Tens of thousands of residents in New England and New York were left without power as a massive snowstorm dumped about two feet of snow in some places. 160,000 customers in New England were left in the dark with 20,000 in New York. According to poweroutage.us, an outage database, the heavy snow caused tree limbs to fall on powerlines, knocking out power.
Restoration crews responded immediately, but efforts were hindered by snow still falling in some areas. Some roads were covered in snow, and travel was dangerous. It was immensely difficult for the crews to assess the damage and begin restoration. Eversource president of electric operations in New Hampshire, Doug Foley, commented on the conditions to NPR recently.
“We are still taking on system damage in parts of the state where heavy, wet snow continues to fall, and hundreds of additional crews are coming to New Hampshire to support our restoration effort,” said Foley in a statement.
By Saturday in New Hamshire, 61,000 residents had their power resorted, with about 40,000 remaining in the dark. In Vermont, Green Mountain Power reported that temperatures were unlikely to warm enough during the day to melt the accumulated snow. Because of this, more outages are possible.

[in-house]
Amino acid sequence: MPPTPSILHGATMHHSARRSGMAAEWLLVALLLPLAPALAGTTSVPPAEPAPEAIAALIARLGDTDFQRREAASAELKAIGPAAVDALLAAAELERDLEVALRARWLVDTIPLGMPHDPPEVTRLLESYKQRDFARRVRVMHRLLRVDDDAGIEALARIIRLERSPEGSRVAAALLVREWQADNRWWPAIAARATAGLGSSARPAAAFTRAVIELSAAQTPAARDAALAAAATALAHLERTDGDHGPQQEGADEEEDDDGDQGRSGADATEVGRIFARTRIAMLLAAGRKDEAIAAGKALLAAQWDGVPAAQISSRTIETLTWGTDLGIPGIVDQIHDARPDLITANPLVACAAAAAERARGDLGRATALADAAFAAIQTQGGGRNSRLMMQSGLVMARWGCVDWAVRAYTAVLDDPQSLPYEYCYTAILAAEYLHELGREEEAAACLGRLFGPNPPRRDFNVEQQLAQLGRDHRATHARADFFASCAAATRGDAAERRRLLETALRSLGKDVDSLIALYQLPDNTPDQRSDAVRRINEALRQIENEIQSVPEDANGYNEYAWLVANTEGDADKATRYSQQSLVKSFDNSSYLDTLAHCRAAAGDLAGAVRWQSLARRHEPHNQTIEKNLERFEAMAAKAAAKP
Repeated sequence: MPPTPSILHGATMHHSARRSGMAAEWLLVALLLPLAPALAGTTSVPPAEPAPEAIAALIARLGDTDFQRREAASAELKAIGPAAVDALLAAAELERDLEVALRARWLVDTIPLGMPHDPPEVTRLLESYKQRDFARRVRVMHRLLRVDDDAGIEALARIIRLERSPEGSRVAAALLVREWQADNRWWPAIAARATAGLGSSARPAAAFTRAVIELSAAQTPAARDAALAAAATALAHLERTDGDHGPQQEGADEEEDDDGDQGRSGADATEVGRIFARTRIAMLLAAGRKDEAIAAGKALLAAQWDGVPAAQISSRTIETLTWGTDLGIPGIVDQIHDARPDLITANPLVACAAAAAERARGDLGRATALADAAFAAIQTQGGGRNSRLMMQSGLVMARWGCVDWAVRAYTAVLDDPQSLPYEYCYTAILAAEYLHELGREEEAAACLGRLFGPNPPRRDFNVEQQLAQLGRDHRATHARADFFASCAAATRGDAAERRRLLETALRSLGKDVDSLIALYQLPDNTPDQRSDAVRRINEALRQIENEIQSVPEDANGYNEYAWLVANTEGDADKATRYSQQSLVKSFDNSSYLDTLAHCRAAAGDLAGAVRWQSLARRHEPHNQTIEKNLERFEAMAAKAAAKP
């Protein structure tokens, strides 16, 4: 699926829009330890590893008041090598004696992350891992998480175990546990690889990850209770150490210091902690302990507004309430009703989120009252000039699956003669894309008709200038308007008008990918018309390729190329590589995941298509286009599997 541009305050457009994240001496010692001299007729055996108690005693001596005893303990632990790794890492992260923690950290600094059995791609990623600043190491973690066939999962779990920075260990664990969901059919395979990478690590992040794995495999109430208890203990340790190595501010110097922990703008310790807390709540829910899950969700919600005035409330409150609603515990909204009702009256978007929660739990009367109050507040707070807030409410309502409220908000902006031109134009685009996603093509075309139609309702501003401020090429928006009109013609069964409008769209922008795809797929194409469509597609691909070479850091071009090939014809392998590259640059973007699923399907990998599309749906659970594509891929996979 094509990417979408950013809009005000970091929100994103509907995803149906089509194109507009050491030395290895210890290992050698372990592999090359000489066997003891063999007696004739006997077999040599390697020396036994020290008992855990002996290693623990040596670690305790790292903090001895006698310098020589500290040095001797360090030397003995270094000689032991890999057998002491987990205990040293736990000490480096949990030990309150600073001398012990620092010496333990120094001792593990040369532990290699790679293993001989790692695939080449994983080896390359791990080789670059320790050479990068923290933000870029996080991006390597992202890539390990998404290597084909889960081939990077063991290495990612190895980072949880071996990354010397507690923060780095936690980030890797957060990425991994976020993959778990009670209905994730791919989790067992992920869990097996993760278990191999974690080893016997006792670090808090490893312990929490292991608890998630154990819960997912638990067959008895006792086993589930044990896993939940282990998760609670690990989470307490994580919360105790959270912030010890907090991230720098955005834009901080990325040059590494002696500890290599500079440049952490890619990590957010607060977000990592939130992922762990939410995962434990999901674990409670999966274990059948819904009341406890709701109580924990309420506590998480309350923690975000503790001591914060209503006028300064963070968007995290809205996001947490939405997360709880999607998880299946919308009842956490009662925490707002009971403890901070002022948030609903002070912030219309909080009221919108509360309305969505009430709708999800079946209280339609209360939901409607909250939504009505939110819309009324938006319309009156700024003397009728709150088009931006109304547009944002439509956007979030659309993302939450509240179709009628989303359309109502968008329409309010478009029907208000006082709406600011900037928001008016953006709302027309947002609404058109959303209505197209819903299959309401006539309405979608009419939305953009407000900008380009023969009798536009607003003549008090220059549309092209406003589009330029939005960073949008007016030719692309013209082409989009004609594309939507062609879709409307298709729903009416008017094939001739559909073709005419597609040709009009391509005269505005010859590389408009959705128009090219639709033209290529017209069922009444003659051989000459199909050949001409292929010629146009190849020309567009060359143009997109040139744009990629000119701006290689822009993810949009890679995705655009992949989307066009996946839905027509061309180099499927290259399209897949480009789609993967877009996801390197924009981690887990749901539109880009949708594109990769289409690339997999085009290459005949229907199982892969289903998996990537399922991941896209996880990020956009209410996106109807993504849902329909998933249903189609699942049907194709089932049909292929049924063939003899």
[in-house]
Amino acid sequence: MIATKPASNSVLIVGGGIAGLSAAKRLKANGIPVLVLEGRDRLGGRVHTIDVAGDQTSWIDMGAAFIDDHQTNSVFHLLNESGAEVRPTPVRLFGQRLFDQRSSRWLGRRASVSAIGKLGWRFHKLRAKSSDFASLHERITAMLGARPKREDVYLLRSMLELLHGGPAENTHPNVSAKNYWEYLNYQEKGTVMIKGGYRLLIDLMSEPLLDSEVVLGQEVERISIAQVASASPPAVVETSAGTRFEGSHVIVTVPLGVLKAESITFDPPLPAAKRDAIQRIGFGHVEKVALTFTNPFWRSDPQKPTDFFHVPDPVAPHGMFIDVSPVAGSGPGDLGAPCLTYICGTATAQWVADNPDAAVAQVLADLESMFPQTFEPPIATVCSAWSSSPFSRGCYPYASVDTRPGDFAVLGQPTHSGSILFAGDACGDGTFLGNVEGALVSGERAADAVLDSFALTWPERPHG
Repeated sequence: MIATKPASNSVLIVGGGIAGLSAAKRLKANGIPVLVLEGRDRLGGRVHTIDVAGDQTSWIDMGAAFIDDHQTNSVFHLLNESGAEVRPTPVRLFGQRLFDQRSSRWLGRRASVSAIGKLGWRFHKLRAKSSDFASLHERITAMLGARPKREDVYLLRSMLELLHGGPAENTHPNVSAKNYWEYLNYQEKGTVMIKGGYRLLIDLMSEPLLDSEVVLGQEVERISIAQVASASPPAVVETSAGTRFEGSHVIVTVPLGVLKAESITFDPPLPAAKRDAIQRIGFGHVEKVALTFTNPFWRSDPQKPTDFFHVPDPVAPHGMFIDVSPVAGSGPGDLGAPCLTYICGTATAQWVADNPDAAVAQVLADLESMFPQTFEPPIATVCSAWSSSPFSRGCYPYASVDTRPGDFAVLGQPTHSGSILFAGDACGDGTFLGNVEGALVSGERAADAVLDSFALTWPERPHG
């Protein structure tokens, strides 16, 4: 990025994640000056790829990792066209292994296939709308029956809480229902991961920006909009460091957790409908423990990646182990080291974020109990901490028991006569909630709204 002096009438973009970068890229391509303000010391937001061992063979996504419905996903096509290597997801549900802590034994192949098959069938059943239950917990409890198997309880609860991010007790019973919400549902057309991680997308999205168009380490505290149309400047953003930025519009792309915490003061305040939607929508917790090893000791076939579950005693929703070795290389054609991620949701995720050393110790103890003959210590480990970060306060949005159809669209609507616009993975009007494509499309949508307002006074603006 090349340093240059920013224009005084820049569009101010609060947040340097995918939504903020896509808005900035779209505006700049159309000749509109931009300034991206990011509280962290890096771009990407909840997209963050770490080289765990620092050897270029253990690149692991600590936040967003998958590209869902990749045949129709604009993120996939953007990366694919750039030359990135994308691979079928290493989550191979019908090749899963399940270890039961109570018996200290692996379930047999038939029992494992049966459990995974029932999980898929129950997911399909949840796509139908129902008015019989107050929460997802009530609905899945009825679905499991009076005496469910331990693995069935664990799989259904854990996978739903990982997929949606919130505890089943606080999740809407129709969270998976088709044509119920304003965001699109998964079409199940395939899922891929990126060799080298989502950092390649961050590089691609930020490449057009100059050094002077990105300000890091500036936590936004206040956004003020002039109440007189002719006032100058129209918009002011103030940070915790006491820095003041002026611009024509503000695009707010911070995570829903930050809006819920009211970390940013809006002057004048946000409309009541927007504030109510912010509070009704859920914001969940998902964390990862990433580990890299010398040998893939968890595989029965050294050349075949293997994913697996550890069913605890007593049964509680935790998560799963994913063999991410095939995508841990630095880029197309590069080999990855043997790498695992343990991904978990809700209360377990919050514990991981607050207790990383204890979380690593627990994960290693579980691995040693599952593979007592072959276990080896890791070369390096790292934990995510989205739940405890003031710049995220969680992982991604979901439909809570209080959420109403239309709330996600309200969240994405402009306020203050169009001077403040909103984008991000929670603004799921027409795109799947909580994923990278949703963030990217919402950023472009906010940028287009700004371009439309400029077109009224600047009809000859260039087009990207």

“Clearing downed trees to get to outage locations has been slow and difficult,” said Mike Burke, vice president of field operation for Green Mountain Power. There is currently no official word from the various power companies on when power could be fully restored across New England and New York.
Snowstorms and Icy Weather Cause Birds to Crash Land In Utah
The winter storms aren’t just affecting the human population, but also the birds. In Utah, state wildlife officials are reporting that stormy conditions are causing some birds to crash land into the ground. This results in injury and sometimes death. But why are the birds divebombing the ground?
First of all, the main species of bird that is found executing these behaviors is the black-necked grebe. This waterbird typically makes a pitstop in Utah as it migrates across the country in winter. They need lakes or ponds for take-offs and landings. What happens is, water builds up on the ground during storms, and the birds mistake these accumulations for actual bodies of water. They dive for the perceived lake, and end up crash landing into the ground.
The Utah Division of Wildlife Resources shared the news that an incident had occurred after a snowstorm on Dec. 12. “Due to last night’s storm,” the department wrote on Facebook, “many of these waterbirds have crash landed in open areas in Iron and Washington counties after mistaking them for bodies of water.”
They continued, “These bird crash landings typically happen every year. However, a large number of birds crashing at the same time is more uncommon. While unfortunate, these events usually don’t affect enough birds to have an impact on the overall populations.”